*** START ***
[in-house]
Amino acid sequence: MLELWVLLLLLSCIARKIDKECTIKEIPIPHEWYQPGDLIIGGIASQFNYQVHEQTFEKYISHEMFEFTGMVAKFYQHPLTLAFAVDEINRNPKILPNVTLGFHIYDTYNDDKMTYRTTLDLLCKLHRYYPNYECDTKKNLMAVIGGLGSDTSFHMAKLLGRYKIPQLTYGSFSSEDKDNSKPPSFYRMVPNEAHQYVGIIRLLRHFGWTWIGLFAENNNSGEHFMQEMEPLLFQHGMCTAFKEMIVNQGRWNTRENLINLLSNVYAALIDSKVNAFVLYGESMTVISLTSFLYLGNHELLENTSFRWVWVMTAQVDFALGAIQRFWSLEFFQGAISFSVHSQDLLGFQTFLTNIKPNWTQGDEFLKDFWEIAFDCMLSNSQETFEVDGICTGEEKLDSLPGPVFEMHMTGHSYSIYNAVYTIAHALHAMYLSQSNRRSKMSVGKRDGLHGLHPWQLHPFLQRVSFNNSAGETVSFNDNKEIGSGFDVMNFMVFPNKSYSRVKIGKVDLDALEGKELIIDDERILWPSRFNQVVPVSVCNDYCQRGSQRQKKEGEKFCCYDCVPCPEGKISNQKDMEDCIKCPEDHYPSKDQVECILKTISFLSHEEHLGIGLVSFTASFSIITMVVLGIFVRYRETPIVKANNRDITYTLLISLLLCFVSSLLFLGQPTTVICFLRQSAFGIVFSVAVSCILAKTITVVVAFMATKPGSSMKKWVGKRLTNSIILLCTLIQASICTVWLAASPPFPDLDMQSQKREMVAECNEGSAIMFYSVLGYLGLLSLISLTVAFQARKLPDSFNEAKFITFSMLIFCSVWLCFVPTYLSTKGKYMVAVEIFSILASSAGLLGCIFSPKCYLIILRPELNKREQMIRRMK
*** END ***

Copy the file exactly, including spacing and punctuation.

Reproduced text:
[in-house]
Amino acid sequence: MLELWVLLLLLSCIARKIDKECTIKEIPIPHEWYQPGDLIIGGIASQFNYQVHEQTFEKYISHEMFEFTGMVAKFYQHPLTLAFAVDEINRNPKILPNVTLGFHIYDTYNDDKMTYRTTLDLLCKLHRYYPNYECDTKKNLMAVIGGLGSDTSFHMAKLLGRYKIPQLTYGSFSSEDKDNSKPPSFYRMVPNEAHQYVGIIRLLRHFGWTWIGLFAENNNSGEHFMQEMEPLLFQHGMCTAFKEMIVNQGRWNTRENLINLLSNVYAALIDSKVNAFVLYGESMTVISLTSFLYLGNHELLENTSFRWVWVMTAQVDFALGAIQRFWSLEFFQGAISFSVHSQDLLGFQTFLTNIKPNWTQGDEFLKDFWEIAFDCMLSNSQETFEVDGICTGEEKLDSLPGPVFEMHMTGHSYSIYNAVYTIAHALHAMYLSQSNRRSKMSVGKRDGLHGLHPWQLHPFLQRVSFNNSAGETVSFNDNKEIGSGFDVMNFMVFPNKSYSRVKIGKVDLDALEGKELIIDDERILWPSRFNQVVPVSVCNDYCQRGSQRQKKEGEKFCCYDCVPCPEGKISNQKDMEDCIKCPEDHYPSKDQVECILKTISFLSHEEHLGIGLVSFTASFSIITMVVLGIFVRYRETPIVKANNRDITYTLLISLLLCFVSSLLFLGQPTTVICFLRQSAFGIVFSVAVSCILAKTITVVVAFMATKPGSSMKKWVGKRLTNSIILLCTLIQASICTVWLAASPPFPDLDMQSQKREMVAECNEGSAIMFYSVLGYLGLLSLISLTVAFQARKLPDSFNEAKFITFSMLIFCSVWLCFVPTYLSTKGKYMVAVEIFSILASSAGLLGCIFSPKCYLIILRPELNKREQMIRRMK